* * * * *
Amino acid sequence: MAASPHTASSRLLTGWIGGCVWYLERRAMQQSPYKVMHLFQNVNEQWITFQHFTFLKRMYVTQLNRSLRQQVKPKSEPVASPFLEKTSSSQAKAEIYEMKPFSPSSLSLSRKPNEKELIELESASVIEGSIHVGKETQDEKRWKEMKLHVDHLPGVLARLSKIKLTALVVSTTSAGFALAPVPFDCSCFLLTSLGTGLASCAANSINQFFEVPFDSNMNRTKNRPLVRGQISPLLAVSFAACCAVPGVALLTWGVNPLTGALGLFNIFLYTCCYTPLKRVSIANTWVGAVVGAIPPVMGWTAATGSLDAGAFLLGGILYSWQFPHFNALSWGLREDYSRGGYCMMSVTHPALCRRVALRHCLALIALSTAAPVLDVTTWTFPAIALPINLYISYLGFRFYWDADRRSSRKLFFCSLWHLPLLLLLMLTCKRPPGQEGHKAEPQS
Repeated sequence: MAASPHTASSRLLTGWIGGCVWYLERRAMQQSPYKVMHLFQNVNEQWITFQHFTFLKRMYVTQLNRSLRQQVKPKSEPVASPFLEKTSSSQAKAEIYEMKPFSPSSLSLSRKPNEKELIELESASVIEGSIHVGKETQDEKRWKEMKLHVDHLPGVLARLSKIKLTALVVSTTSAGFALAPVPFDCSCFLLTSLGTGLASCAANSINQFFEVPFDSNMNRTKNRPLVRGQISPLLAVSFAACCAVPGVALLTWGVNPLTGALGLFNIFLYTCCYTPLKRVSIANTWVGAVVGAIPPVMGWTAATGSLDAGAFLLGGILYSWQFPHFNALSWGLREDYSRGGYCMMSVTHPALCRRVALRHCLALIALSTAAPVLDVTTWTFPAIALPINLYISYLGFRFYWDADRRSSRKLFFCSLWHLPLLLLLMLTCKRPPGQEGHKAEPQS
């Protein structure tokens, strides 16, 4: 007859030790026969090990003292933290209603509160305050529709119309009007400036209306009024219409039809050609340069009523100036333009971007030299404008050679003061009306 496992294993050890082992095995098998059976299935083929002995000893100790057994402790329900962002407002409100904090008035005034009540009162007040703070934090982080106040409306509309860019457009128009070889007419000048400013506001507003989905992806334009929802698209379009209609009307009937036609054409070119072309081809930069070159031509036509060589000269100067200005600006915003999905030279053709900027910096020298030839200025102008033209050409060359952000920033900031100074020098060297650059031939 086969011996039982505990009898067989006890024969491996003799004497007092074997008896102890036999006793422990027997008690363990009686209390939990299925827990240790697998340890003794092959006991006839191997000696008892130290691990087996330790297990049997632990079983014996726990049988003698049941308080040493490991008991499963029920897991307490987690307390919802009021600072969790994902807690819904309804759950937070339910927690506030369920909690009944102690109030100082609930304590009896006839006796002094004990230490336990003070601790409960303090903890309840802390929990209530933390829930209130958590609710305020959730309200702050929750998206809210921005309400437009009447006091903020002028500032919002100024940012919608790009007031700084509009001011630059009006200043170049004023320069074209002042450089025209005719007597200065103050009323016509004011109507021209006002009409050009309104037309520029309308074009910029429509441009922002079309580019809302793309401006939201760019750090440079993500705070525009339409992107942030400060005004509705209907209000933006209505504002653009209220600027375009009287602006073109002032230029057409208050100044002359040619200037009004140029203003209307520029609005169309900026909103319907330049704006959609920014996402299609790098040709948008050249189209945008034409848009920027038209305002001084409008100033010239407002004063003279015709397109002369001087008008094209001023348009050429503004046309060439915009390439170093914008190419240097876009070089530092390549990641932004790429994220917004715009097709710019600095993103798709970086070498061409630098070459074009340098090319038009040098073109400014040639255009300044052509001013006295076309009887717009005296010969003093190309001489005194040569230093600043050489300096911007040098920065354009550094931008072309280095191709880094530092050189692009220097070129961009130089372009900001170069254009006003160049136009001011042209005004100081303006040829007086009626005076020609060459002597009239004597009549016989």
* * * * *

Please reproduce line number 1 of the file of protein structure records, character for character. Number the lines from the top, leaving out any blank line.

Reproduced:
Amino acid sequence: MAASPHTASSRLLTGWIGGCVWYLERRAMQQSPYKVMHLFQNVNEQWITFQHFTFLKRMYVTQLNRSLRQQVKPKSEPVASPFLEKTSSSQAKAEIYEMKPFSPSSLSLSRKPNEKELIELESASVIEGSIHVGKETQDEKRWKEMKLHVDHLPGVLARLSKIKLTALVVSTTSAGFALAPVPFDCSCFLLTSLGTGLASCAANSINQFFEVPFDSNMNRTKNRPLVRGQISPLLAVSFAACCAVPGVALLTWGVNPLTGALGLFNIFLYTCCYTPLKRVSIANTWVGAVVGAIPPVMGWTAATGSLDAGAFLLGGILYSWQFPHFNALSWGLREDYSRGGYCMMSVTHPALCRRVALRHCLALIALSTAAPVLDVTTWTFPAIALPINLYISYLGFRFYWDADRRSSRKLFFCSLWHLPLLLLLMLTCKRPPGQEGHKAEPQS